Mr. Weston's approach has been exactly the opposite; he pushes the African rhythms to the foreground and always tries to work within a framework true to the source, whether it's the West African dance music called highlife or sacred songs from Morocco. These forms fit seamlessly in a jazz context precisely because, in Mr. Weston's words, "the music that is called jazz ... for me is really an extension of African culture. "

Mr. Weston did not come to this conclusion lightly. He devoted his life to the study of African cultures. For what connects African and African-American music is not just the formal qualities of rhythm and timbre but also a common spirituality. "Music is the voice of God for me." he explained on his most recent release, 'Spirit! The Power of Music," "and wherever you find the spirit of sacred music, people are uplifted." 

To experience Mr. Weston and the group of musicians he has assembled as African Rhythms - Talib Kibwe on alto, soprano and flute, Benny Powell on trombone, Alex Blake on bass and Neil Clark on percussion is like witnessing a joyous, sacred ceremony. Anyone who has seen their performances with the Gnawa M'Alem (Master Musicians) of Morocco knows exactly what I'm talking about. It's like getting hit with the Holy Ghost; they make you want to dance and shout and yet they bring a peaceful, solemn’dignity to the space.

African music was moving people this way long before the West invented it self. 
Mr. Weston's journey, however, begins in the Pan-African township of Brooklyn, under the roof of his Virginia-born mother, Vivian, and his Panamanian father, Frank Weston, an admirer of Marcus Garvey who taught his son to appreciate African history. Initially a reluctant piano student, Mr. Weston fell in love with the music of Duke Ellington, Art Tatum, Earl Hines, Thelonious Monk and other masters of black music. Mr. Weston's childhood friend, Ahmed Abdul-Malik, who was of Sudanese descent, became an early bridge to Africa. An outstanding bassist, he also played the oud, a Middle Eastern lute, and together they began a lifelong exploration of North African music.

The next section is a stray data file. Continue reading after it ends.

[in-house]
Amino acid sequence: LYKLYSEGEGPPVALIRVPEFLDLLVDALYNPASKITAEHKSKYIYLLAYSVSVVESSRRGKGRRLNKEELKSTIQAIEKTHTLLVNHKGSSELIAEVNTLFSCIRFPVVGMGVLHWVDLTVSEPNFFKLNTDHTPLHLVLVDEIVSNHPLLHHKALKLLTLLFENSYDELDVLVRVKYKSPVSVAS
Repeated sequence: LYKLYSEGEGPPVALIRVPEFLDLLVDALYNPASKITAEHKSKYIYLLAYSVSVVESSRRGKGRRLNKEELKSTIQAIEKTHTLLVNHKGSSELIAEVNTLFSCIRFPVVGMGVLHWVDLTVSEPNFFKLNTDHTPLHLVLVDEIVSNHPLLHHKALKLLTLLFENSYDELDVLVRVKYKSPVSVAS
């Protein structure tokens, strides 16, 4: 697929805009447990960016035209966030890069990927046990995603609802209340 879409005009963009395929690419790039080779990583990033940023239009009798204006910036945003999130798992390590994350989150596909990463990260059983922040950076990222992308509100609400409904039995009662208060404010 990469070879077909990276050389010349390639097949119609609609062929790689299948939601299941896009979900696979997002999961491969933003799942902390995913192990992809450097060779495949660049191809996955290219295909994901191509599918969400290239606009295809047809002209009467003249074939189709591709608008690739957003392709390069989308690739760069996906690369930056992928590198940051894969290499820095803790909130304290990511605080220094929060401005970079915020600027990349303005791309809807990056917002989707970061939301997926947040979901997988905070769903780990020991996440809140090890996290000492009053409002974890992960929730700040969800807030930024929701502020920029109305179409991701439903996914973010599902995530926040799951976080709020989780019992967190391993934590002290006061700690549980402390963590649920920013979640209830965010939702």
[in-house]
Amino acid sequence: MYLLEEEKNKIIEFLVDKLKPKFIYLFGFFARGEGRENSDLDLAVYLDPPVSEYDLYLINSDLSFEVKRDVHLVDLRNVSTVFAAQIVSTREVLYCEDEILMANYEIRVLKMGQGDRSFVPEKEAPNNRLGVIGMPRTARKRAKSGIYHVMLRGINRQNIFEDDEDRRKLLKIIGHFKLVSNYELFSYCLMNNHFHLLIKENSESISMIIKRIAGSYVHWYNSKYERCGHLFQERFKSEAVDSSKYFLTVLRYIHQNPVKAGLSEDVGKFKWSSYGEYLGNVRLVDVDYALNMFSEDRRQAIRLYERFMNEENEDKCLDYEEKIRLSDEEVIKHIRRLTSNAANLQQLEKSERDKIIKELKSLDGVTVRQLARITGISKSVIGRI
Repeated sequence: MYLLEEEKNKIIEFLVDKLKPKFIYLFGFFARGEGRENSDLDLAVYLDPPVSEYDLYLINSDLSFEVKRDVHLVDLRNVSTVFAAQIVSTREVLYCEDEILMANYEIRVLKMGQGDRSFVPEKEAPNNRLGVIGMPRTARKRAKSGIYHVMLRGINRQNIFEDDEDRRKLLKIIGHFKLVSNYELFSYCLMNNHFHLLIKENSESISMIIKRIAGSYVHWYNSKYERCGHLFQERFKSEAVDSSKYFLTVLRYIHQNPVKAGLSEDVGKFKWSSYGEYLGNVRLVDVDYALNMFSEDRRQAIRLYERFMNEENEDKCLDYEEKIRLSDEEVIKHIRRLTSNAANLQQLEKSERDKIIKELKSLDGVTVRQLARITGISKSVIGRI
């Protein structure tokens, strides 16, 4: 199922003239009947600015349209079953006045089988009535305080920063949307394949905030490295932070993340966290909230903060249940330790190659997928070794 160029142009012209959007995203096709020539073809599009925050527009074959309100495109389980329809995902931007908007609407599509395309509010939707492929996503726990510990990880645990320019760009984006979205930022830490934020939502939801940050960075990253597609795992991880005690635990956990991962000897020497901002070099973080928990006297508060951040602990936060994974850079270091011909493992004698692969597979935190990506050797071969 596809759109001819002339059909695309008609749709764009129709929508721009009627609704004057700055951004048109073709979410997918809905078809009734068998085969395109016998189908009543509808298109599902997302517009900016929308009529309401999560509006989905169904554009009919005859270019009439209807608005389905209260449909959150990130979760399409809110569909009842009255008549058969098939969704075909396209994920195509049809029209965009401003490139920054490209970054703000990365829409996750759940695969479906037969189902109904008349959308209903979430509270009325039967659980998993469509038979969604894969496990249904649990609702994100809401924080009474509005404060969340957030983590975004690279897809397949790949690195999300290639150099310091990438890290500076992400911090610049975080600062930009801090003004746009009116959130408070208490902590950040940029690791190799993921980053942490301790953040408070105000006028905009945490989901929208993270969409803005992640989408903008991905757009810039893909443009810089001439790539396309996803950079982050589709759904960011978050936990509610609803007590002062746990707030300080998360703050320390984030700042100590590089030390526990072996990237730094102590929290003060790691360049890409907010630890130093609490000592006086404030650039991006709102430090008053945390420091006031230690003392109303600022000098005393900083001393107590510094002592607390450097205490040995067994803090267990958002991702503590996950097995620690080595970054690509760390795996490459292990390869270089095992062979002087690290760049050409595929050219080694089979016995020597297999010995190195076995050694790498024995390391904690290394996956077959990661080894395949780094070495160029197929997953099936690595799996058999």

Dizzy Gillespie, the dancer and choreographer Asadata Dafora and the historian Marshall Stearns, each contributed to Mr. Weston's knowledge of African music. Stirred by the African independence movement, Mr. Weston composed works celebrating African freedom. In 1960 he put together a truly Pan-African big band and recorded his four-part suite, "Uhuru Afrika" (Swahili for "Freedom, Africa"). 
Arranged by his long-time collaborator, the trombonist and composer Melba Liston, with poetry and lyrics by Langston Hughes, " Uhuru Afrika" acknowledged Africa's cultural ties to its descendants, honored African womanhood and promoted the idea of a modern Africa, a beacon for a new future.

In 1961 and again in 1963 Mr. Weston traveled to Lagos, Nigeria, to learn all he could about the culture, sitting in with local musicians, collecting folk music and lecturing on jazz in the universities. He befriended the Nigerian musician and club owner Bobby Benson, whose band built a huge following playing highlife. Inspired by its dynamic rhythms, Mr. Weston independently produced the album "Music From the New African Nations Featuring Highlife" in 1963 (it was re-released on CD as "Uhuru Afrika/Highlife"), which included a rendition of Mr. Benson's "Niger Mambo" and a lively adaptation of a Bashai folk song called "Congolese Children."